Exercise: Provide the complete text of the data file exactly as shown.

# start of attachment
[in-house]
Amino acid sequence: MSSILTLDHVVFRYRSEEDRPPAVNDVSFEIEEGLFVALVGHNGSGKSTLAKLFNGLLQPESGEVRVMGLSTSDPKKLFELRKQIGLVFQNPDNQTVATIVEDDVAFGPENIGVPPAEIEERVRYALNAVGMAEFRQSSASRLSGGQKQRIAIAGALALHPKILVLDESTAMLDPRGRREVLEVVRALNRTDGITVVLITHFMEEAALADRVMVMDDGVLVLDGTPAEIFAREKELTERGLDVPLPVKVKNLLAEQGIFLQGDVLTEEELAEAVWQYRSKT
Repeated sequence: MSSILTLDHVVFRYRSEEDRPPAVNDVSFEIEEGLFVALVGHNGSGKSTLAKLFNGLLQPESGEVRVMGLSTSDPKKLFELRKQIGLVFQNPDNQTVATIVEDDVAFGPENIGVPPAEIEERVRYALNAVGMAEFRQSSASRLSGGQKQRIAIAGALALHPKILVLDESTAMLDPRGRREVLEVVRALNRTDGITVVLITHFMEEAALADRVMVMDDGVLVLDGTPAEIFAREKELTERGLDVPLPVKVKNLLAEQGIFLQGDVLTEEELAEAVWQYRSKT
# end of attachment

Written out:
[in-house]
Amino acid sequence: MSSILTLDHVVFRYRSEEDRPPAVNDVSFEIEEGLFVALVGHNGSGKSTLAKLFNGLLQPESGEVRVMGLSTSDPKKLFELRKQIGLVFQNPDNQTVATIVEDDVAFGPENIGVPPAEIEERVRYALNAVGMAEFRQSSASRLSGGQKQRIAIAGALALHPKILVLDESTAMLDPRGRREVLEVVRALNRTDGITVVLITHFMEEAALADRVMVMDDGVLVLDGTPAEIFAREKELTERGLDVPLPVKVKNLLAEQGIFLQGDVLTEEELAEAVWQYRSKT
Repeated sequence: MSSILTLDHVVFRYRSEEDRPPAVNDVSFEIEEGLFVALVGHNGSGKSTLAKLFNGLLQPESGEVRVMGLSTSDPKKLFELRKQIGLVFQNPDNQTVATIVEDDVAFGPENIGVPPAEIEERVRYALNAVGMAEFRQSSASRLSGGQKQRIAIAGALALHPKILVLDESTAMLDPRGRREVLEVVRALNRTDGITVVLITHFMEEAALADRVMVMDDGVLVLDGTPAEIFAREKELTERGLDVPLPVKVKNLLAEQGIFLQGDVLTEEELAEAVWQYRSKT